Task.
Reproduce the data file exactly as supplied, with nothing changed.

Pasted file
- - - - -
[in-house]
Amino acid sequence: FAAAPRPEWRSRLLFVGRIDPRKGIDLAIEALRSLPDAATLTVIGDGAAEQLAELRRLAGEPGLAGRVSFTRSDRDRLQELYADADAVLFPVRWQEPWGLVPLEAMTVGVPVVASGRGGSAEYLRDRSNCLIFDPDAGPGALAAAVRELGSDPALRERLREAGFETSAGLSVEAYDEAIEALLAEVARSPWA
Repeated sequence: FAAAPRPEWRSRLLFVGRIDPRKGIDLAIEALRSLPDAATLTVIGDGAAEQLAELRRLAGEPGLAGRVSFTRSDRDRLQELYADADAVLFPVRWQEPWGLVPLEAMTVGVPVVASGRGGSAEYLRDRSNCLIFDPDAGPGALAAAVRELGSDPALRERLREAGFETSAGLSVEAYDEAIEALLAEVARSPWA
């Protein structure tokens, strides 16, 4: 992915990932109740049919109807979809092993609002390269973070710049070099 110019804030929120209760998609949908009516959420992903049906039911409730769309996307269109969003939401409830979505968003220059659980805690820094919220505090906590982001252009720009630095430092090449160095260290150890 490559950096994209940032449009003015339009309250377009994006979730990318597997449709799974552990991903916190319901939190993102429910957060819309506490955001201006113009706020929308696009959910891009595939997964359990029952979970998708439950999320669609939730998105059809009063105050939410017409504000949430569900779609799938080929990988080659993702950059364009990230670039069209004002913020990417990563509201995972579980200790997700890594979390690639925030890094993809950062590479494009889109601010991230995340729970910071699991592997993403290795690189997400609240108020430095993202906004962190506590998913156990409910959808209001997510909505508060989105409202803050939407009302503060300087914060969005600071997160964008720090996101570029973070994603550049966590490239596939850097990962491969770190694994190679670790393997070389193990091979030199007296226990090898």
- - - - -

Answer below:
[in-house]
Amino acid sequence: FAAAPRPEWRSRLLFVGRIDPRKGIDLAIEALRSLPDAATLTVIGDGAAEQLAELRRLAGEPGLAGRVSFTRSDRDRLQELYADADAVLFPVRWQEPWGLVPLEAMTVGVPVVASGRGGSAEYLRDRSNCLIFDPDAGPGALAAAVRELGSDPALRERLREAGFETSAGLSVEAYDEAIEALLAEVARSPWA
Repeated sequence: FAAAPRPEWRSRLLFVGRIDPRKGIDLAIEALRSLPDAATLTVIGDGAAEQLAELRRLAGEPGLAGRVSFTRSDRDRLQELYADADAVLFPVRWQEPWGLVPLEAMTVGVPVVASGRGGSAEYLRDRSNCLIFDPDAGPGALAAAVRELGSDPALRERLREAGFETSAGLSVEAYDEAIEALLAEVARSPWA
């Protein structure tokens, strides 16, 4: 992915990932109740049919109807979809092993609002390269973070710049070099 110019804030929120209760998609949908009516959420992903049906039911409730769309996307269109969003939401409830979505968003220059659980805690820094919220505090906590982001252009720009630095430092090449160095260290150890 490559950096994209940032449009003015339009309250377009994006979730990318597997449709799974552990991903916190319901939190993102429910957060819309506490955001201006113009706020929308696009959910891009595939997964359990029952979970998708439950999320669609939730998105059809009063105050939410017409504000949430569900779609799938080929990988080659993702950059364009990230670039069209004002913020990417990563509201995972579980200790997700890594979390690639925030890094993809950062590479494009889109601010991230995340729970910071699991592997993403290795690189997400609240108020430095993202906004962190506590998913156990409910959808209001997510909505508060989105409202803050939407009302503060300087914060969005600071997160964008720090996101570029973070994603550049966590490239596939850097990962491969770190694994190679670790393997070389193990091979030199007296226990090898």